Tips for Older Writers January 4, 2014Posted by Ronica Stromberg in Uncategorized.
Tags: older writers, punctuation, writing tips
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While editing the work of several older writers lately, I noticed they used punctuation and formatting styles that are no longer current. I developed the below list of tips to help these writers update their manuscripts. I doubt any editor would reject a work solely on an item on this list, but editors are busy and writers who can save them time and effort hold an advantage. Magazines and paying publishers are looking for manuscripts that are fresh, but certain punctuation and formatting styles date writing.
- Dashes should be made with two hyphens with no spaces on either side of the hyphens. Most computer programs will convert the two hyphens into a long dash known as an em dash, which is what publishers want.
- Periods should go inside quotation marks. In the 1970s and before, U.S. students were taught to put the period inside the quotation marks when the whole sentence was a quotation but outside the marks when only the last part of the sentence was a quotation, like so:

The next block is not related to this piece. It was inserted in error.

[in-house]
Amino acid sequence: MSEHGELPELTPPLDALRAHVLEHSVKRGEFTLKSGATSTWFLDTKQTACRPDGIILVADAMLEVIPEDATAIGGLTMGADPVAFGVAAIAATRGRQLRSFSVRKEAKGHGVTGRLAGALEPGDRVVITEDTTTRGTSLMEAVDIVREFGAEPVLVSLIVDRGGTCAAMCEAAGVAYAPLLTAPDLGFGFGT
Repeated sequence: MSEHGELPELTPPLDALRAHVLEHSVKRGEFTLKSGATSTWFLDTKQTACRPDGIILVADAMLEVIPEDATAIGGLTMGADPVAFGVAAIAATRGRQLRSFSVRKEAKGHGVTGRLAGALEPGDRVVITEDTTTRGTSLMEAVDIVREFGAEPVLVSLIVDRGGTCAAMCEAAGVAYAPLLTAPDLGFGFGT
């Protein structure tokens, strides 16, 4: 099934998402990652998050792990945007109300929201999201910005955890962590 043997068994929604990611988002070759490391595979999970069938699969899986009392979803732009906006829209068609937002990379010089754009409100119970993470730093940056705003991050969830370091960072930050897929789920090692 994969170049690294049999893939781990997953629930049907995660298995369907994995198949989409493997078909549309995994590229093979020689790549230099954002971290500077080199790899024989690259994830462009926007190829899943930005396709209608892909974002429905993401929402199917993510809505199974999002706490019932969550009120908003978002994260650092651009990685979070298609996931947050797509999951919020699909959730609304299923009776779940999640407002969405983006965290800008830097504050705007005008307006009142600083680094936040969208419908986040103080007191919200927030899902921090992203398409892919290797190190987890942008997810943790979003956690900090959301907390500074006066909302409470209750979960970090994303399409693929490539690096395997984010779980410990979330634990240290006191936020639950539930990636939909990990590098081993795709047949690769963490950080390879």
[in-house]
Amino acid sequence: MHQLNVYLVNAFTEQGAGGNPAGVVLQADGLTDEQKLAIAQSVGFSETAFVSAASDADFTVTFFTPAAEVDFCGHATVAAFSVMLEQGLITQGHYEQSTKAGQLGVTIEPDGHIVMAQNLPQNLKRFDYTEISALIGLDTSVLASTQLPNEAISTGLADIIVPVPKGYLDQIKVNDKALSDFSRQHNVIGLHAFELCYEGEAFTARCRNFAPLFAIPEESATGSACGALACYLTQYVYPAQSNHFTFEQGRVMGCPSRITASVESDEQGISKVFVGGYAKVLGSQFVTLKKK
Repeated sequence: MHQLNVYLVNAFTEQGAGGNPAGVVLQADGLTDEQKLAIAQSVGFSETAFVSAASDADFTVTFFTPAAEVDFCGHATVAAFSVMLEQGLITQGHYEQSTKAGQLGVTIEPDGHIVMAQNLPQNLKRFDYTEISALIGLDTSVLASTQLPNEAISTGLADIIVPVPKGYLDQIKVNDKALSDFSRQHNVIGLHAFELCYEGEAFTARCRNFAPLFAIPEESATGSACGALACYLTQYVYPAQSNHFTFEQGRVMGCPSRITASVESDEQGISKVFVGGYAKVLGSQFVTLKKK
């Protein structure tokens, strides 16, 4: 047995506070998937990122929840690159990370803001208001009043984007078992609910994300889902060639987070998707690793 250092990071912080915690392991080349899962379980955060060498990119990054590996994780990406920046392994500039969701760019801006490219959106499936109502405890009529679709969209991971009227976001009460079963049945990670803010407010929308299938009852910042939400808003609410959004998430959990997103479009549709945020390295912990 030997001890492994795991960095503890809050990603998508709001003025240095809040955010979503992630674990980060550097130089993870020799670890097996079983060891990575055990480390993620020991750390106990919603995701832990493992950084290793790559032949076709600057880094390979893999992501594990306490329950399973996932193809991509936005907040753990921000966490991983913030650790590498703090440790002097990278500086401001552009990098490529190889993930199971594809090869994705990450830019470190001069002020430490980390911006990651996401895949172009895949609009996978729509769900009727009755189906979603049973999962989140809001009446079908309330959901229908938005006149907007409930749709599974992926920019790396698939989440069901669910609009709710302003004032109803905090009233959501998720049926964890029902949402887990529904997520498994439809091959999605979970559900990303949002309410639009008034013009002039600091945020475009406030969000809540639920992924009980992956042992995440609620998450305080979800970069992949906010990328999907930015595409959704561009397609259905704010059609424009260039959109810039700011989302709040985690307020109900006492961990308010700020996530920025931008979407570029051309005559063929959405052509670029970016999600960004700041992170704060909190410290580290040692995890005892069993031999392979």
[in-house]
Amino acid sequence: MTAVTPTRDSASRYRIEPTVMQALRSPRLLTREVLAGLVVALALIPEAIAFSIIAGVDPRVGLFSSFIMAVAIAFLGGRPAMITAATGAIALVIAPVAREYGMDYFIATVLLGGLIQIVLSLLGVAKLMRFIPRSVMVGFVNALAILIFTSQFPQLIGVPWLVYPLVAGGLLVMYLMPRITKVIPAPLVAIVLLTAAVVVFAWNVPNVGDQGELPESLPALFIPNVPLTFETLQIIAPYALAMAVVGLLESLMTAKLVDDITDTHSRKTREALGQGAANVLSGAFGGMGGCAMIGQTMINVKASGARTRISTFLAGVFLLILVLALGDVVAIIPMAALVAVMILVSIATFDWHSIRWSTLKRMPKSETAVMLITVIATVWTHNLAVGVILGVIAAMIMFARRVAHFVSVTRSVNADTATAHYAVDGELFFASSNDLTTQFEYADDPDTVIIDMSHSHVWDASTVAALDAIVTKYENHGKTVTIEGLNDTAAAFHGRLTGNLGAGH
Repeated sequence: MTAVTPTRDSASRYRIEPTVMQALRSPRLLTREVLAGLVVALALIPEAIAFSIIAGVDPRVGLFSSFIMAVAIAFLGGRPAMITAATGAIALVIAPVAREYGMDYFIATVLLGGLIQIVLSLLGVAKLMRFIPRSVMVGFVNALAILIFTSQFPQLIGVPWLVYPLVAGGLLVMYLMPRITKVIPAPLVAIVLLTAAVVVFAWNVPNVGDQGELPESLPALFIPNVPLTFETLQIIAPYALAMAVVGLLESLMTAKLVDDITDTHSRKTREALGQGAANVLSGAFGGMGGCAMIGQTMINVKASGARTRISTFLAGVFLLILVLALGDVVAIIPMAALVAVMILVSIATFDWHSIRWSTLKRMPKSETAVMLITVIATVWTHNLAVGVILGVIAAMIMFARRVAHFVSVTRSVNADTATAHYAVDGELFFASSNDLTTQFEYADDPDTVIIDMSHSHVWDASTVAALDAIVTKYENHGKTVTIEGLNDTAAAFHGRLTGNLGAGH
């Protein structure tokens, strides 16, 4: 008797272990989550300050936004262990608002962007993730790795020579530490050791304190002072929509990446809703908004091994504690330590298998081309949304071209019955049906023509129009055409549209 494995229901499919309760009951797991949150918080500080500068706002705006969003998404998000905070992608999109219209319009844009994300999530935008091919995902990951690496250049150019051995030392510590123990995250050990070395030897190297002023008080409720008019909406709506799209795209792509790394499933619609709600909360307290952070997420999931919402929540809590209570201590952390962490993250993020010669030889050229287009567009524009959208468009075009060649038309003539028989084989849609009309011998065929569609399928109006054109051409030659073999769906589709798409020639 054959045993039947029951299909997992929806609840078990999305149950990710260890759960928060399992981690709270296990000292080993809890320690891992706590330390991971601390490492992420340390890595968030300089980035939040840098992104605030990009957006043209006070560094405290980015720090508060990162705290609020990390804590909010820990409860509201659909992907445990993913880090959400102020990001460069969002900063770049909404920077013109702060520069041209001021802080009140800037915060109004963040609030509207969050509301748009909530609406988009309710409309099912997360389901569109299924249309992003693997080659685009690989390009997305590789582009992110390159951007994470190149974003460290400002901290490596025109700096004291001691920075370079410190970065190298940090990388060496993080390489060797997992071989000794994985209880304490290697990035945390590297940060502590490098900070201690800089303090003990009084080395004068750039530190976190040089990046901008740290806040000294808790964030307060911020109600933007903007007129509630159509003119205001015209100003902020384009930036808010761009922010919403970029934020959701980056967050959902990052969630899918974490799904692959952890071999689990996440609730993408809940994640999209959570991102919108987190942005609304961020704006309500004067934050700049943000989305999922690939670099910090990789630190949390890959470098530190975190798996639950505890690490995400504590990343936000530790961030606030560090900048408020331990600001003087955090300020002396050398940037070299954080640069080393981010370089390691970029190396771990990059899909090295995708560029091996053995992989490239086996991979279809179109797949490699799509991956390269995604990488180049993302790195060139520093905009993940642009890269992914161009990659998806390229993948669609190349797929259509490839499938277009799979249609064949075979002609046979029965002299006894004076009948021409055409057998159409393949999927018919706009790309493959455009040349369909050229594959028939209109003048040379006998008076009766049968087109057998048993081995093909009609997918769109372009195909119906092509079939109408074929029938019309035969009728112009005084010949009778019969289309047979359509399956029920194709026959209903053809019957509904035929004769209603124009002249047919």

“This sentence is a quotation.”
Only the last part of this sentence is “a quotation”.
England still uses that style, but the United States now uses this style:
“This sentence is a quotation.”
Only the last part of this sentence is “a quotation.”
- Periods should be followed by one space, not two. People who learned to type on a manual typewriter were instructed to put two spaces after the closing punctuation in a sentence, but with the advent of computers and proportional spacing, two spaces are no longer needed or desired.